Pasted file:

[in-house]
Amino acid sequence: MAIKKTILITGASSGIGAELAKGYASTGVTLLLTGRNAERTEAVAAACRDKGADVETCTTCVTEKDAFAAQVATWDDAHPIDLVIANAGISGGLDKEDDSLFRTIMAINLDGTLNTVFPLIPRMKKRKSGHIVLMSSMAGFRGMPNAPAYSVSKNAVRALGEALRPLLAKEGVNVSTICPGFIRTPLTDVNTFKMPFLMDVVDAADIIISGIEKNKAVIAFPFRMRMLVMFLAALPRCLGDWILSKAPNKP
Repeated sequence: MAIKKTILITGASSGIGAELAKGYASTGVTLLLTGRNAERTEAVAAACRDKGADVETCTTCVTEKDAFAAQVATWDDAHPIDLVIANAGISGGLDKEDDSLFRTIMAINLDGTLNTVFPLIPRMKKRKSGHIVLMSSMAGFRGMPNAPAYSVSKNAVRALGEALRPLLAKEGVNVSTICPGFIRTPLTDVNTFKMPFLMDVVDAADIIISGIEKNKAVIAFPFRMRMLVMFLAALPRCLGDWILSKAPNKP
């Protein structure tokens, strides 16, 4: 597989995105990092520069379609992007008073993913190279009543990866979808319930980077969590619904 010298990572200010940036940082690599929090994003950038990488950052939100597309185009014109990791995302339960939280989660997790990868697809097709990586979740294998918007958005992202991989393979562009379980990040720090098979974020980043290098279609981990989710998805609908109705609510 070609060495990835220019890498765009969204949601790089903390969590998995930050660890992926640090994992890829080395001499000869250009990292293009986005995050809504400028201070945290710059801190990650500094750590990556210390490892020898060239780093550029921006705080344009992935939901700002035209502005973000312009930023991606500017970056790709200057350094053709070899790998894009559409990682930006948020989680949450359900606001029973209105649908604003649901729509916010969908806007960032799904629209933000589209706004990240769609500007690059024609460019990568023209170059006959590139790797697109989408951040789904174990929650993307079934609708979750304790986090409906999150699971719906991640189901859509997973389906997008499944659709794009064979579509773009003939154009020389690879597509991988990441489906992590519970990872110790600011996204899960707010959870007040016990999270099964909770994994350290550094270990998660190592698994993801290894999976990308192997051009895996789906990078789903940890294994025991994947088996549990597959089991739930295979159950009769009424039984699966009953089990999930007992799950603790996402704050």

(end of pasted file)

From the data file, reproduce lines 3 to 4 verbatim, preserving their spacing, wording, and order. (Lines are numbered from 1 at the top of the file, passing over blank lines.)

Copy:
Repeated sequence: MAIKKTILITGASSGIGAELAKGYASTGVTLLLTGRNAERTEAVAAACRDKGADVETCTTCVTEKDAFAAQVATWDDAHPIDLVIANAGISGGLDKEDDSLFRTIMAINLDGTLNTVFPLIPRMKKRKSGHIVLMSSMAGFRGMPNAPAYSVSKNAVRALGEALRPLLAKEGVNVSTICPGFIRTPLTDVNTFKMPFLMDVVDAADIIISGIEKNKAVIAFPFRMRMLVMFLAALPRCLGDWILSKAPNKP
């Protein structure tokens, strides 16, 4: 597989995105990092520069379609992007008073993913190279009543990866979808319930980077969590619904 010298990572200010940036940082690599929090994003950038990488950052939100597309185009014109990791995302339960939280989660997790990868697809097709990586979740294998918007958005992202991989393979562009379980990040720090098979974020980043290098279609981990989710998805609908109705609510 070609060495990835220019890498765009969204949601790089903390969590998995930050660890992926640090994992890829080395001499000869250009990292293009986005995050809504400028201070945290710059801190990650500094750590990556210390490892020898060239780093550029921006705080344009992935939901700002035209502005973000312009930023991606500017970056790709200057350094053709070899790998894009559409990682930006948020989680949450359900606001029973209105649908604003649901729509916010969908806007960032799904629209933000589209706004990240769609500007690059024609460019990568023209170059006959590139790797697109989408951040789904174990929650993307079934609708979750304790986090409906999150699971719906991640189901859509997973389906997008499944659709794009064979579509773009003939154009020389690879597509991988990441489906992590519970990872110790600011996204899960707010959870007040016990999270099964909770994994350290550094270990998660190592698994993801290894999976990308192997051009895996789906990078789903940890294994025991994947088996549990597959089991739930295979159950009769009424039984699966009953089990999930007992799950603790996402704050």